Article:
Fast and More Robust Permutation Importance for Black-box Model Transparency on Imbalanced and High-Dimensional Data
In the first part of this blog, Basic Concepts and Techniques of AI Model Transparency, we reviewed a few common techniques for AI model transparency such as linear coefficients, local linear approximation, and permutation importance. In particular, the permutation importance is applicable to any black-box models, any accuracy/error functions, and more robust against high-dimensional data (because it handles each feature one by one rather than all features at the same time).
One of the drawbacks of the permutation importance is its high computation cost. We have to repeat the evaluation process by (the number of features) * (the number of random shuffling to repeat) * (the number of models). To reduce the computation time, a common approach is to apply downsampling that works well when the positive and negative classes are balanced. However, such naive downsampling makes permutation importance extremely unreliable.
Permutation Importance Under Class Imbalance
Let us first see how unstable the permutation importance becomes using a naive downsampling based on the Kaggle’s Credit Card Fraud Detection dataset. The dataset, that has been upvoted on the platform almost 6000 times, is a famous example of a classification use case with imbalance classes. The objective was to detect fraudulent transactions building a model on data that contained only 492 frauds out of 284,807 transactions that occurred in two days (0.17% positive samples). There are 30 features, namly V1, V2, …, V28, Time and Amount. The experimental settings are summarized as follows:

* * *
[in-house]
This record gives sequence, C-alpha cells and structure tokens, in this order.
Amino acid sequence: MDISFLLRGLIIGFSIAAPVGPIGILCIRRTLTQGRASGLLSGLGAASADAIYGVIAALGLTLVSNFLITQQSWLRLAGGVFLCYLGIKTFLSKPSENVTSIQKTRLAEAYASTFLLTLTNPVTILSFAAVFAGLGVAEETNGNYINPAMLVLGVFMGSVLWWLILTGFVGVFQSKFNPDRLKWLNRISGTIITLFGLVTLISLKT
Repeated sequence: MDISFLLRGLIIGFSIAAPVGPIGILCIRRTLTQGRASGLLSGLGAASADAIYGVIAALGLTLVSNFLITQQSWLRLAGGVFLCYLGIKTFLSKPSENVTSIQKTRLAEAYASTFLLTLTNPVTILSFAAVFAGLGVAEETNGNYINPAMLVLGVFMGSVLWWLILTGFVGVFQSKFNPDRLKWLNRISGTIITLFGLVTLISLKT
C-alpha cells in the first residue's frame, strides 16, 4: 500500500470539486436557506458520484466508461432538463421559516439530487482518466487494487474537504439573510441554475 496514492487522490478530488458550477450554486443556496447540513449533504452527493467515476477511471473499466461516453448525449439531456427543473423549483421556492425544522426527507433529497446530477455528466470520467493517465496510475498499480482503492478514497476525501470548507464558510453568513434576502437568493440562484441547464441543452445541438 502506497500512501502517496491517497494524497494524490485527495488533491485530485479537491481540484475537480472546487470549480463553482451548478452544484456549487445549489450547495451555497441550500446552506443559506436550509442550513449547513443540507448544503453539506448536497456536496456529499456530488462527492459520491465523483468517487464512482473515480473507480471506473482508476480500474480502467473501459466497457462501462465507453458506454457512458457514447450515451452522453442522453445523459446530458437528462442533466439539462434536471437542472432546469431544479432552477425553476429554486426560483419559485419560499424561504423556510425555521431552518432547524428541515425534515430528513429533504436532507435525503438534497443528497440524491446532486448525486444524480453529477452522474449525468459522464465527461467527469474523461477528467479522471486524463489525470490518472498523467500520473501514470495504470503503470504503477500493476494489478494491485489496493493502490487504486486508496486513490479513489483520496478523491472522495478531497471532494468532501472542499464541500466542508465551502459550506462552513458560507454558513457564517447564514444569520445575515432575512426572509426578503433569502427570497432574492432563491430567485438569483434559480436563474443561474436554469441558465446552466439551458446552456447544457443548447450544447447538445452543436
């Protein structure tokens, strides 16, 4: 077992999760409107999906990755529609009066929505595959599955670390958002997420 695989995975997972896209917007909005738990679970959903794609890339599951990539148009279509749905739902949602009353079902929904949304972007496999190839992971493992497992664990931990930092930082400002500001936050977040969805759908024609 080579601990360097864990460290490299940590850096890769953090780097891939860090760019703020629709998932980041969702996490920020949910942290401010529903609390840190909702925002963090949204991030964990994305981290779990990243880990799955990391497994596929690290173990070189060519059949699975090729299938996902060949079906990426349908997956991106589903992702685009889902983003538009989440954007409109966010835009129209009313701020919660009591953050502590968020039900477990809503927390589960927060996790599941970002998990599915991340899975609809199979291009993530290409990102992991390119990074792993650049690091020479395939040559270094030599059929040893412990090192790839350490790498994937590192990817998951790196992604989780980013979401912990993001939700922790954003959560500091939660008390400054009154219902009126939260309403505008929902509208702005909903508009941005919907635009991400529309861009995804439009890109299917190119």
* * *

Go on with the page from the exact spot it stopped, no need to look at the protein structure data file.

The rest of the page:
- The experiments below were performed on a standard laptop computer with Intel Core i7-9750H CPU (6 cores);
- We used eli5 and XGBoost;
- We used AUC as the accuracy metric (Area Under the Curve of Receiver Operating Characteristic);
- The number of shuffles was set to 5 (the default value of eli5).
First, Fig.4 shows the computation time of the permutation importance. The “baseline” used eli5 without downsampling. As we see, it took about 75 seconds to compute permutation importance. Although you may feel 75 seconds is acceptable, imagine the dataset contains 300 features rather than 30 and you have 10 models on which you want to compare permutation importance. Then, the computation time to calculate the permutation importance becomes 7,500 seconds which is more than 2 hours. A reasonable way to reduce computational time is to apply downsampling. The “random” applied random sampling which randomly extracted 5,000 samples (~1.7% of the original population). As can be seen in Fig.4, the computation time decreased proportionally.
Fig.4 : Computation time of permutation importance on the Credit Fraud Detection dataset. The “baseline” method just used eli5 without downsampling while the “random” method applied 1.7% down sampling (5,000 samples).